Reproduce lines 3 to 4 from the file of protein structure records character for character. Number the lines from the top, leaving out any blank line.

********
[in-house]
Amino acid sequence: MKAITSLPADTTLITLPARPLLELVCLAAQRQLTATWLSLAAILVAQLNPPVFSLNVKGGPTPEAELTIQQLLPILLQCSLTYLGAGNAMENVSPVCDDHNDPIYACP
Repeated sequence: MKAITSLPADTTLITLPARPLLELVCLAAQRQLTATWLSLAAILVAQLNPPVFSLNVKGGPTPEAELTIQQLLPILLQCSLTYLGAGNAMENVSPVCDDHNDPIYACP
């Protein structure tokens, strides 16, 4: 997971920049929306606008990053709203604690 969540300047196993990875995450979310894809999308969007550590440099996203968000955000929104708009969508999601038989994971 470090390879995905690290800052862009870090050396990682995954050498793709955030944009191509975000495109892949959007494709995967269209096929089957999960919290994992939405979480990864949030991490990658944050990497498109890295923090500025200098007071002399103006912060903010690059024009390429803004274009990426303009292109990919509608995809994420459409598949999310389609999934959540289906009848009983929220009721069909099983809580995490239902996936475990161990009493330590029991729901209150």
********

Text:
Repeated sequence: MKAITSLPADTTLITLPARPLLELVCLAAQRQLTATWLSLAAILVAQLNPPVFSLNVKGGPTPEAELTIQQLLPILLQCSLTYLGAGNAMENVSPVCDDHNDPIYACP
């Protein structure tokens, strides 16, 4: 997971920049929306606008990053709203604690 969540300047196993990875995450979310894809999308969007550590440099996203968000955000929104708009969508999601038989994971 470090390879995905690290800052862009870090050396990682995954050498793709955030944009191509975000495109892949959007494709995967269209096929089957999960919290994992939405979480990864949030991490990658944050990497498109890295923090500025200098007071002399103006912060903010690059024009390429803004274009990426303009292109990919509608995809994420459409598949999310389609999934959540289906009848009983929220009721069909099983809580995490239902996936475990161990009493330590029991729901209150």